SUNSET HILLS • Mayor Mark Furrer’s iPhone rang, buzzed and chimed nonstop Wednesday as he sat in City Hall.
“The entire friggin’ country saw the story,” Furrer said as he read a stream of angry emails on his cellphone. “Somebody else hopes I get hit by a Mack truck.”
Across the nation, cycling enthusiasts rallied behind a bicyclist from Fenton who had accused Furrer on Facebook of intentionally running him off the road, rupturing his Achilles tendon and damaging the cyclist’s $12,000 bike.
Now Furrer was “waiting for torches and pitchforks” as he ignored phone calls and emails from California to Canada.
“These cyclists are a close-knit group,” he said.
Later Wednesday, one of two sponsors of a Sunset Hills triathlon scheduled for next month threatened to pull out unless Furrer apologizes.
The cyclist, Randy Murdick of Fenton, told the Post-Dispatch he was nearing the end of a 40-mile ride Tuesday afternoon when a man in a red Mercedes convertible came upon him on Old Gravois Road near Kennerly Road in Sunset Hills and matched his pace.
The man yelled for Murdick, 47, to “get off my .... roads,” including an expletive, Murdick said. After the man yelled the same thing multiple times, Murdick said he lost patience and yelled back at the driver, using an expletive himself.
The man then swerved into his bike, Murdick said, sending him tumbling to the pavement. He suffered multiple bruises and a cut.
Furrer denies he hit Murdick. Police are investigating.
Sunset Hills Police Chief William LaGrand said officers were called to the scene about 4:30 p.m. He confirmed the incident involved the mayor and a cyclist but said he did not have details on the incident.
A police report will not be ready before Friday, he said, so he was not sure whether the mayor’s car had struck the bicycle. LaGrand said he did not believe paramedics had been called.
Murdick said the man in the red car took off, and a witness in another car followed him. Furrer returned to the scene, and about a half dozen police officers arrived, Murdick said. Murdick later went to St. Anthony’s Medical Center and said he has a torn Achilles tendon and bruises.
Murdick said he didn’t learn the driver of the car was the city’s mayor until after going to the police station with his attorney to demand that the driver be investigated for felony assault. He said the matter should be taken seriously and not be treated as a simple traffic accident.
Furrer disputes Murdick’s version. He said he was driving his red 1991 Mercedes 300SL convertible with the top down when the cyclist ran a stop sign and whipped around a corner. He said he yelled at the cyclist that he needed to stop at the sign, and the cyclist started shouting at him, using profanities.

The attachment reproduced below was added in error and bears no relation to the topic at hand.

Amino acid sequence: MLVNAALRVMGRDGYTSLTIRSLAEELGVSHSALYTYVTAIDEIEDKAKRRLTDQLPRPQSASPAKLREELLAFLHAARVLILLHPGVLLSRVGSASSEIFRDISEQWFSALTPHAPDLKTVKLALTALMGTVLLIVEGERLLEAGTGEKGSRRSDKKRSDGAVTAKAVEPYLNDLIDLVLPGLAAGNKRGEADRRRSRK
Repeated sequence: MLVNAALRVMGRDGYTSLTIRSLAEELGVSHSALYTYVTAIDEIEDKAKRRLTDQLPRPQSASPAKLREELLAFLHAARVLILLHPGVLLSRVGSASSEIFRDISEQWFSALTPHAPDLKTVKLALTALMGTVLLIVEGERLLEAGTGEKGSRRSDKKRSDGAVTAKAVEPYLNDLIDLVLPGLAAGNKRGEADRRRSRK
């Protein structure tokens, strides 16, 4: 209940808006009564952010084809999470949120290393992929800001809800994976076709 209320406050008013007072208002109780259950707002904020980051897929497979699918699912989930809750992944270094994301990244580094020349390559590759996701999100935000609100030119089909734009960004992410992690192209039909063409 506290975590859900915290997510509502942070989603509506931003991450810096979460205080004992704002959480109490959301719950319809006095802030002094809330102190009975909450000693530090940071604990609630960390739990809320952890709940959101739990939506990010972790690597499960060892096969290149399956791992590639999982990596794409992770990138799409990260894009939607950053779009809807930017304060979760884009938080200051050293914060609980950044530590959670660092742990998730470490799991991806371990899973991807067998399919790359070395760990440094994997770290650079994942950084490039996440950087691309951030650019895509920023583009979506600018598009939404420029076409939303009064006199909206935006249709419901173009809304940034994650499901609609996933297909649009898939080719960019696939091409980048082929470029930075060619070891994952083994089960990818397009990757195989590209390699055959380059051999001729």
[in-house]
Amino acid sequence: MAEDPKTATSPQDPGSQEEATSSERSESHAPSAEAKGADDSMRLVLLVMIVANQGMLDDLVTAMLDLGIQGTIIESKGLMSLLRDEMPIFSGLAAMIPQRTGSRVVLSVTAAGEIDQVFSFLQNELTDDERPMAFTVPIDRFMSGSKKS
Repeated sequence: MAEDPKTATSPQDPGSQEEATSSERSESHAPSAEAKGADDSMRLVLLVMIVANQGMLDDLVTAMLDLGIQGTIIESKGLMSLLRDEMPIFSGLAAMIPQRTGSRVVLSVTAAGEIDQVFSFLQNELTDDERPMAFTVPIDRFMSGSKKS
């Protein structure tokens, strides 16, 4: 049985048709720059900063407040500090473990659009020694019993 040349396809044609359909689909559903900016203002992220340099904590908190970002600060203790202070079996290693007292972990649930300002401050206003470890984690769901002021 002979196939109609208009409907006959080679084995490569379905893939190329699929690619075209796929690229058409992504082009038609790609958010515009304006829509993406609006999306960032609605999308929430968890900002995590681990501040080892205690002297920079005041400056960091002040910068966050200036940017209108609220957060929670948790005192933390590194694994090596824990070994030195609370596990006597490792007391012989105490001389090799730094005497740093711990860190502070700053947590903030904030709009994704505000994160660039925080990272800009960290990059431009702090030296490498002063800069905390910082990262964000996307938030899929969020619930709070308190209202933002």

“He caught me off guard, frankly,” Furrer said. “Because I would have expected him to stop. He came around the corner at a pretty good clip on some fancy bike. Frankly, it’s my mistake, I shouldn’t have engaged him and I tell everybody I know, never engage them.”
Furrer said Murdick grabbed onto his car during the incident, which Murdick denies. Furrer said he didn’t accelerate or swerve, but saw Murdick tumble from his bike. Furrer said he kept going, but turned around at the first opportunity to go back to check on him.
Murdick said that not only did he stop at the stop sign on Old Gravois Road, but did so long enough to unclip his shoes from the bike’s pedals. Murdick also said he would have never grabbed the mayor’s car, adding that it would have made no sense to pit a 17-pound bike against a 3,000-pound vehicle.
Furrer’s disputes Murdick’s claims but stopped short of calling him a liar.
“Honestly, I’m ready to vomit,” Furrer said. “From yesterday on I’m so upset, I just feel like I could throw up because it’s so disturbing that somebody could accuse me of a road rage thing.”
No arrests were made and the incident remains under investigation, the police chief said. It will be treated like any other case despite the mayor’s involvement, LaGrand said.
Murdick questioned why the mayor wasn’t given a field sobriety test. LaGrand said there was no evidence that alcohol had played a role, so Furrer wasn’t tested.
The part-time mayor attended the opening of a Mexican restaurant in the city earlier in the day and said he had Diet Cokes with his lunch. A manager at Gordo’s Margaritas confirmed that the mayor drank soda, and said the restaurant wasn’t yet serving alcohol while it awaited a copy of its state liquor license.
Murdick’s attorney, Michelle Funkenbusch, said LaGrand should have called an outside agency to investigate, arguing that officers had no business looking into accusations that involve their boss.
Chip Self, managing partner of Swim Bike Run, an area endurance shop, said that Murdick, an electrician, was well-known among triathletes. He said Murdick had recently won a major state mountain biking contest.
“He’s the kind of guy that wins half the races he enters outright,” Self said. “He is beating guys half his age all the time.”
Swim Bike Run is one of two sponsors of the upcoming Sunset Hills Triathalon, to be held Aug. 24. Self said he would withdraw his company’s sponsorship of the race unless Furrer apologized and the city pledged to meet bicycle safety standards set by the League of American Bicyclists.
Furrer, retired from banking and real estate work, was a write-in candidate who beat the incumbent mayor in April. A controversy over a proposed QuikTrip store helped power Furrer’s surprise win over then-Mayor William Nolan.
“I caught him with his pants down around his ankles,” a jubilant Furrer said at the time, after being elected to his first public office. “The people have spoken.”
On Wednesday morning, Furrer’s Facebook page filled up with one accusatory comment after another. By midafternoon, the page disappeared altogether.